After our visit to the Mead we ventured back into downtown Amherst for lunch at Judie's, an Amherst eaterie that has been around for years that features a varied menu and reasonable prices. The sweet potato fries and Bomba (sherbert encased in a white chocolate shell) were particularly yummy!
After fortifying ourselves we ventured off to the Eric Carle Museum of Picture Book Art. This was conceived and founded by illustrator Eric Carle and his wife. It opened in 2002 and features works by Carle and other contemporary illustrators as well as a selection of historic illustrations and traveling exhibits. There are also regular book signings by contemporary children's writers and illustrators.
This is a great museum for families and a perfect choice for a first art museum experience for young children. There is a video to the left of the admission desk when you enter that is narrated by Eric Carle and is designed to introduce children to the idea of a museum and how to behave appropriately. The video is engaging and not preachy at all and Carle's charm and personality set the stage for viewing the exhibits very well.
Currently the West Gallery is devoted mostly to the art, life and artistic process of Eric Carle, which also features some of the donated historical collection. This exhibit will be on view until March of 2011. The Central Gallery features the art of Leo Leoninni, specifically his book "Geraldine the Music Mouse," until the end of November 2010. The East Gallery is currently being readied for a new exhibit but featured the art of an Austrian illustrator named Lisbeth Zwerger when we were there. Zwerger's illustrations are done mostly in watercolor; many are small and incredibly detailed. She illustrated a lot of classic stories such as Noah's Ark, Swan Lake, Alice In Wonderland, etc.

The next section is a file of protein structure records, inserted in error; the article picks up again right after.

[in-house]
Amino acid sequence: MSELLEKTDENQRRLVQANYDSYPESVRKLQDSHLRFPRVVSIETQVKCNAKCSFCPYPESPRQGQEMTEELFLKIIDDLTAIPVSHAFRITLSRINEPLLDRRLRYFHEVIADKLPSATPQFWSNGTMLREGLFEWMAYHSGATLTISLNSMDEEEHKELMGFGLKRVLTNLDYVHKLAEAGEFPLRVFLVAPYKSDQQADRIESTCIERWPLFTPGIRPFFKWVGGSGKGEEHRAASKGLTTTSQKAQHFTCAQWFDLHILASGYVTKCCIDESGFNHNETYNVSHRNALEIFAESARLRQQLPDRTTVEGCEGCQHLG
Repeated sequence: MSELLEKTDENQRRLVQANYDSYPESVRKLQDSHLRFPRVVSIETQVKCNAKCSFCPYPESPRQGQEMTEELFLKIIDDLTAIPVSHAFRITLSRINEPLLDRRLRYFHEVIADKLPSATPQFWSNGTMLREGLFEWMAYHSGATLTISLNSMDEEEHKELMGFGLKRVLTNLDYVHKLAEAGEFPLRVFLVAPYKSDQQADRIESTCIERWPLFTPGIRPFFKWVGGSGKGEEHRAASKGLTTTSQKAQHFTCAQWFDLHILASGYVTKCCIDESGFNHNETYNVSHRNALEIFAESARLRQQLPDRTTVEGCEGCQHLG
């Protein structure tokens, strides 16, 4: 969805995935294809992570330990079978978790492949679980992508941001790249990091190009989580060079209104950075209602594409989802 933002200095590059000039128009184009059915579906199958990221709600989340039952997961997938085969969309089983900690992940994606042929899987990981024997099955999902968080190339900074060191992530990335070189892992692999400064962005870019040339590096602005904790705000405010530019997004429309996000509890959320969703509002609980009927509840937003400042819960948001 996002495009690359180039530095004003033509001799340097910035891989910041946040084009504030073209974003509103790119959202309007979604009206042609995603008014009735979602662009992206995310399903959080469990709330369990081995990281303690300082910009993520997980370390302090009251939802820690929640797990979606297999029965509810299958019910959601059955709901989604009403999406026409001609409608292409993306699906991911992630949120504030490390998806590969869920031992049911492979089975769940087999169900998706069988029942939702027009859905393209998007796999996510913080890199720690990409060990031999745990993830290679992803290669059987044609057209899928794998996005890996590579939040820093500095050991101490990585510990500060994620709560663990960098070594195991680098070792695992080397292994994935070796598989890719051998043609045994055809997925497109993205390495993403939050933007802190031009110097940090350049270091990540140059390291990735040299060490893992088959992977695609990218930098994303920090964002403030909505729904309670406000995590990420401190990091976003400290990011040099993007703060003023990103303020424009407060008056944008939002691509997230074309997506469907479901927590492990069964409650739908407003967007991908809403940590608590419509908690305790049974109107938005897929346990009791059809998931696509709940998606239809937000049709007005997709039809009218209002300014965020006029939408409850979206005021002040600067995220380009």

In addition to the galleries there is a library of picture books that families can hang out and read stories in. All of the books in this library are shelved alphabetically by illustrator. There is also an art room where children can make art, complete with a drying rack outside so that you can leave your work to dry and pick it up on your way out. A theatre near the entrance offers puppet shows and other kid-friendly entertainment on a regular basis and then there is the gift shop. I warn you: set limits or you could easily go berserk in here! There is an extensive collection of children's books for all ages, plus adult art books, toys, games, baby gifts, stationery..... One of my friends purchased a wonderful baby shower package completely in the Very Hungry Caterpillar theme.
On the Exhibits Gallery page I have posted the Carle Museum's logo and a photo of myself and two of my friends in front of the Very Hungry Caterpillar (I couldn't find other representative images to import from the website). You can bring a picnic lunch here or go to the Atkins Farm Market just down the street for refreshment (another very tempting shopping experience!)